North Korea has never stopped its surprise maneuvers while running the country in an abnormal way. The latest repatriation of a group of young defectors from Laos to the North is an extreme example of the abnormality. The North’s behavior has long been the source of a headache in the international community. And the North relied deeply on its nuclear weapons when the headache grew worse. The power of nuclear weapons is proven in such a paradox.
That is why pessimism has grown over the prospect that the Kim Jong-un regime will give up its nuclear weapons. It is nearly impossible to dismantle the North’s nuclear arms program and that creates the dilemma. It is the pessimistic factor in the realignment of Northeast Asia.
President Park has paid special attention to China. At the end of June, she will meet with Xi in Beijing. The summit will be an arena for Seoul and Beijing to cooperate to pressure Pyongyang to give up its nuclear programs, normalize its diplomatic behavior and stop the efforts to forcibly take back the defectors. It is, however, unknown how much China will cooperate, because of the strategic value of North Korea. In the diplomatic community of Beijing, more officials say the China-North Korea relationship is no longer a blood tie, but just another relationship between two countries. It, however, is the Chinese way of expressing its disappointment toward the North. China enjoys a monopoly on North Korea’s geopolitical value and it is a strategic factor that it can never give up.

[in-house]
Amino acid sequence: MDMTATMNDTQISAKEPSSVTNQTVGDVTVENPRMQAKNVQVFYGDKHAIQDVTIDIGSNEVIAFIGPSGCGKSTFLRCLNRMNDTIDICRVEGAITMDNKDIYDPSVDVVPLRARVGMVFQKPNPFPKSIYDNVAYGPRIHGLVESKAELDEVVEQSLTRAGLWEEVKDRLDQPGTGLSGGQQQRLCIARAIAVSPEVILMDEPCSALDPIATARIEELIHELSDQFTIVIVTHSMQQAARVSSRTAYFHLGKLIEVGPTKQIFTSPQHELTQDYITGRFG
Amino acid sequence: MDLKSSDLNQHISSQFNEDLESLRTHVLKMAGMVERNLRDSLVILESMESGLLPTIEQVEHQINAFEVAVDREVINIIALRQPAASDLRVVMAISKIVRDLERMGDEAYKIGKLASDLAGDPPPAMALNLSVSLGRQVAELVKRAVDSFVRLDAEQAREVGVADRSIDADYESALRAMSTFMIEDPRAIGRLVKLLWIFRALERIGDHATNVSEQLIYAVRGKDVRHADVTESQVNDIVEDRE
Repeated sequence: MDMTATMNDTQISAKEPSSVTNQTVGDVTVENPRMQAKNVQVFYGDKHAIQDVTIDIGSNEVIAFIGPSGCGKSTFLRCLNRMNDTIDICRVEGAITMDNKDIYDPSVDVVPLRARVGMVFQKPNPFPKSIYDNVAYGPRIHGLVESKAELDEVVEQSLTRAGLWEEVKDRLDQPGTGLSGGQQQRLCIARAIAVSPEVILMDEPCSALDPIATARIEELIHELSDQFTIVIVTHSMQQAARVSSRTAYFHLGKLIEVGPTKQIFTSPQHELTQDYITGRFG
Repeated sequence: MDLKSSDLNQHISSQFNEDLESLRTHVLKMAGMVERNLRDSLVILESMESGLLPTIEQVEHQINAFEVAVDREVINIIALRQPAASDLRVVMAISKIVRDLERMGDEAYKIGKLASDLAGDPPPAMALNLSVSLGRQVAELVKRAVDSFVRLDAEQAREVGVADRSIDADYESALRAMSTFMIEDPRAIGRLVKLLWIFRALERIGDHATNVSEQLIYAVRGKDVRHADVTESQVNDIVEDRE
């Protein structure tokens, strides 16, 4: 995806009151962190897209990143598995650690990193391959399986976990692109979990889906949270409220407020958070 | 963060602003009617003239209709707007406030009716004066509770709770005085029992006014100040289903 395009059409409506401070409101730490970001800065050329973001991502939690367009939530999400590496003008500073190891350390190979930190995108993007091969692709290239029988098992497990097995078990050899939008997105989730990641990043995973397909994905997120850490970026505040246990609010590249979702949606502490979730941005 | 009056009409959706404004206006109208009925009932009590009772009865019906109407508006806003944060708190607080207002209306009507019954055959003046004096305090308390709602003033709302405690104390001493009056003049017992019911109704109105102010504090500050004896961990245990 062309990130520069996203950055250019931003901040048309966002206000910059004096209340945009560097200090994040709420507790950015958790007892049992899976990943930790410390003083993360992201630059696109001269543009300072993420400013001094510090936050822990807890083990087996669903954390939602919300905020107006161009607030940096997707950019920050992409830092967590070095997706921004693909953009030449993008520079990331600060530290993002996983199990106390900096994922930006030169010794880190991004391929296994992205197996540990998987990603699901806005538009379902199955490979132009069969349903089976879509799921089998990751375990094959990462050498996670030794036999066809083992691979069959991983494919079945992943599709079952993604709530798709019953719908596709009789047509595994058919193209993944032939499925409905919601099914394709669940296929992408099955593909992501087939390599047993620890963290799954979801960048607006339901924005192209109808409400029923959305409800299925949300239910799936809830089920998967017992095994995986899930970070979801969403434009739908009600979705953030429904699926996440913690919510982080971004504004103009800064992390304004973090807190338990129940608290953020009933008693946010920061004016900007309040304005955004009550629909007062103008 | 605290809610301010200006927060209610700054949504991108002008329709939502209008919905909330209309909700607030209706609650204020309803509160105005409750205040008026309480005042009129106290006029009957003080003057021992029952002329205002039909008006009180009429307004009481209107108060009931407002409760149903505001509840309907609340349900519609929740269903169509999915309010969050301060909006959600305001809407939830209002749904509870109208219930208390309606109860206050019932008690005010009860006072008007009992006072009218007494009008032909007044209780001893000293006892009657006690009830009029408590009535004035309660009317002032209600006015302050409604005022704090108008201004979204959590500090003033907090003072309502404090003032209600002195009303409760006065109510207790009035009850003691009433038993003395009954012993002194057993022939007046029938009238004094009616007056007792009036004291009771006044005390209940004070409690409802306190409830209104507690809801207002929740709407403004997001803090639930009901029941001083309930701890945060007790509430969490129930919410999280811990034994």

The Obama administration has announced its“pivot to Asia” foreign policy and the situation makes North Korea’s value more attractive. Therefore, the China-North Korea relationship will be restructured with limits. Pressuring the North to give up its nuclear arms will be made with the Chinese way of restraint.
An international relationship is about mutual exchange. The more the South relies on it, the greater China’s influence on the Korean Peninsula will be. The six-party talks decisively strengthened Chinese diplomacy.
China is cautious about the South Korea-U.S. alliance and China will demand to see the blue print for the alliance’s future. We must carefully calculate what China will want. And focusing our diplomatic power on China will also bring about a protest from Japan. The Abe administration’s approach to history has triggered rage and frustrations, but to pressure the North, cooperation with Japan is still crucial.
South Korea’s relationship with China is a strategic, cooperative partnership while its relationship with the United States is an alliance. An alliance and a partnership can coexist. Despite the tensions between the United States and China, we can keep the delicate beauty of the coexistence. The Korean Peninsula is in turmoil, but the realignment is an opportunity. It offers a decisive space for a great transformation, and Park’s diplomacy must take advantage of this chance by smoothly managing the situation. A tactful strategy, wisdom and skill to win are what we need.
* The author is a senior columnist of the JoongAng Ilbo.
by Park Bo-gyoon